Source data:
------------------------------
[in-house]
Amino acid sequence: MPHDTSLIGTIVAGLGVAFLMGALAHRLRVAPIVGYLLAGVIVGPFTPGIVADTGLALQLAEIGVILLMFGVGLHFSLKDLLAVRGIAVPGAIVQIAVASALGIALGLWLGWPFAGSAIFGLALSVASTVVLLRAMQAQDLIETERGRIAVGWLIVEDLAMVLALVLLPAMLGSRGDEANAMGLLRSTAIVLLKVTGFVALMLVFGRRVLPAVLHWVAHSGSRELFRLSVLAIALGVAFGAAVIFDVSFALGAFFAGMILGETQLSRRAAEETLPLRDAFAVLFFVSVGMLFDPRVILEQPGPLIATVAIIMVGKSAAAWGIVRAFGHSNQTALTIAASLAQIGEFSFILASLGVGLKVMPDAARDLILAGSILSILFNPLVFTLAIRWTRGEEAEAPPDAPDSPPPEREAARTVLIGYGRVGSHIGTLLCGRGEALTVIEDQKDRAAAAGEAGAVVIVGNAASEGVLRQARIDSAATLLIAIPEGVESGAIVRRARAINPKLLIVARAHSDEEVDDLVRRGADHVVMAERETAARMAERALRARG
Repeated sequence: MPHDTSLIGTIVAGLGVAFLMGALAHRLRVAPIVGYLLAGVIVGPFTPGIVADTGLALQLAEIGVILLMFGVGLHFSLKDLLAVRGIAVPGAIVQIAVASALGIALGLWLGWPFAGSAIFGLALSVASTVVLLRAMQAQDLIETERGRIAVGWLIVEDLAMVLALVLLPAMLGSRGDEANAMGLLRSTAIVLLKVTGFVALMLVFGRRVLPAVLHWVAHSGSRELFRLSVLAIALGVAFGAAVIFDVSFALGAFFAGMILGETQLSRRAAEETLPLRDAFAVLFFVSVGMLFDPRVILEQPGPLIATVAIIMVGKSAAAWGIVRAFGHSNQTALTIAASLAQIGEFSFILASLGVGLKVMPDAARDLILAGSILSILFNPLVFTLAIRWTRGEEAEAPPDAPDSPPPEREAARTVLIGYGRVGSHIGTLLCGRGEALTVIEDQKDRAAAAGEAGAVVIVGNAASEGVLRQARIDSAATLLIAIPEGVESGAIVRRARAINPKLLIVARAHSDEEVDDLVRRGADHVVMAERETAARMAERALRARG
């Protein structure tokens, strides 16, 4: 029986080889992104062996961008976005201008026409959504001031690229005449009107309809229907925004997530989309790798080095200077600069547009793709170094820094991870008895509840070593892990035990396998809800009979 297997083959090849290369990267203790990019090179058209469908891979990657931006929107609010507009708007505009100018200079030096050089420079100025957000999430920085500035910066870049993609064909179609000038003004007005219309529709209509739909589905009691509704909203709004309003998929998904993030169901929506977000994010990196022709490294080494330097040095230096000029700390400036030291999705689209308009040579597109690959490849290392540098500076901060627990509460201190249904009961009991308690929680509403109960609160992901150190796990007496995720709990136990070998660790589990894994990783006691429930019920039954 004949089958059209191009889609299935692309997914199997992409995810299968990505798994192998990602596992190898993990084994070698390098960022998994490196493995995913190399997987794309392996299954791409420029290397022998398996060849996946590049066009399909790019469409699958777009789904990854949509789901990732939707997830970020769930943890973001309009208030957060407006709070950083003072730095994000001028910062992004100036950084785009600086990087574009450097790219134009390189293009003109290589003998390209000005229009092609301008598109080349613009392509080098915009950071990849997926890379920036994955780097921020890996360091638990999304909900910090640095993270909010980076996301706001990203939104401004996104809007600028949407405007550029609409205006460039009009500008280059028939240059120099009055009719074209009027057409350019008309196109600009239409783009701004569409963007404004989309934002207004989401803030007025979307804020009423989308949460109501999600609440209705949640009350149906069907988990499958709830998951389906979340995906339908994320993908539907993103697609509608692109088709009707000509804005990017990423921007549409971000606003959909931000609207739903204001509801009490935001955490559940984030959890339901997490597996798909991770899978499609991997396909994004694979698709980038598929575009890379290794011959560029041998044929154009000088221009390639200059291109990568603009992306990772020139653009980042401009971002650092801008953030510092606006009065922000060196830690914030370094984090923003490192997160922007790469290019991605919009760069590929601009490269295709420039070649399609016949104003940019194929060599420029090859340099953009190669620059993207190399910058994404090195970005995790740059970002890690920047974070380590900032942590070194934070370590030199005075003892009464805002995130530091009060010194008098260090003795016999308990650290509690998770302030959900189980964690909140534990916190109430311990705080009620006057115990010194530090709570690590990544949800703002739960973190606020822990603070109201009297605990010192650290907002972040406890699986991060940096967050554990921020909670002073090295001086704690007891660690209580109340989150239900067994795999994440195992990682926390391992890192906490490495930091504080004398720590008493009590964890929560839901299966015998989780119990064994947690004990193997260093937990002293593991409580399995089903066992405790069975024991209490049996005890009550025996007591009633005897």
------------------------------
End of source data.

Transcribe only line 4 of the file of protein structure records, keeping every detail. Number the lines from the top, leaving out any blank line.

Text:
């Protein structure tokens, strides 16, 4: 029986080889992104062996961008976005201008026409959504001031690229005449009107309809229907925004997530989309790798080095200077600069547009793709170094820094991870008895509840070593892990035990396998809800009979 297997083959090849290369990267203790990019090179058209469908891979990657931006929107609010507009708007505009100018200079030096050089420079100025957000999430920085500035910066870049993609064909179609000038003004007005219309529709209509739909589905009691509704909203709004309003998929998904993030169901929506977000994010990196022709490294080494330097040095230096000029700390400036030291999705689209308009040579597109690959490849290392540098500076901060627990509460201190249904009961009991308690929680509403109960609160992901150190796990007496995720709990136990070998660790589990894994990783006691429930019920039954 004949089958059209191009889609299935692309997914199997992409995810299968990505798994192998990602596992190898993990084994070698390098960022998994490196493995995913190399997987794309392996299954791409420029290397022998398996060849996946590049066009399909790019469409699958777009789904990854949509789901990732939707997830970020769930943890973001309009208030957060407006709070950083003072730095994000001028910062992004100036950084785009600086990087574009450097790219134009390189293009003109290589003998390209000005229009092609301008598109080349613009392509080098915009950071990849997926890379920036994955780097921020890996360091638990999304909900910090640095993270909010980076996301706001990203939104401004996104809007600028949407405007550029609409205006460039009009500008280059028939240059120099009055009719074209009027057409350019008309196109600009239409783009701004569409963007404004989309934002207004989401803030007025979307804020009423989308949460109501999600609440209705949640009350149906069907988990499958709830998951389906979340995906339908994320993908539907993103697609509608692109088709009707000509804005990017990423921007549409971000606003959909931000609207739903204001509801009490935001955490559940984030959890339901997490597996798909991770899978499609991997396909994004694979698709980038598929575009890379290794011959560029041998044929154009000088221009390639200059291109990568603009992306990772020139653009980042401009971002650092801008953030510092606006009065922000060196830690914030370094984090923003490192997160922007790469290019991605919009760069590929601009490269295709420039070649399609016949104003940019194929060599420029090859340099953009190669620059993207190399910058994404090195970005995790740059970002890690920047974070380590900032942590070194934070370590030199005075003892009464805002995130530091009060010194008098260090003795016999308990650290509690998770302030959900189980964690909140534990916190109430311990705080009620006057115990010194530090709570690590990544949800703002739960973190606020822990603070109201009297605990010192650290907002972040406890699986991060940096967050554990921020909670002073090295001086704690007891660690209580109340989150239900067994795999994440195992990682926390391992890192906490490495930091504080004398720590008493009590964890929560839901299966015998989780119990064994947690004990193997260093937990002293593991409580399995089903066992405790069975024991209490049996005890009550025996007591009633005897």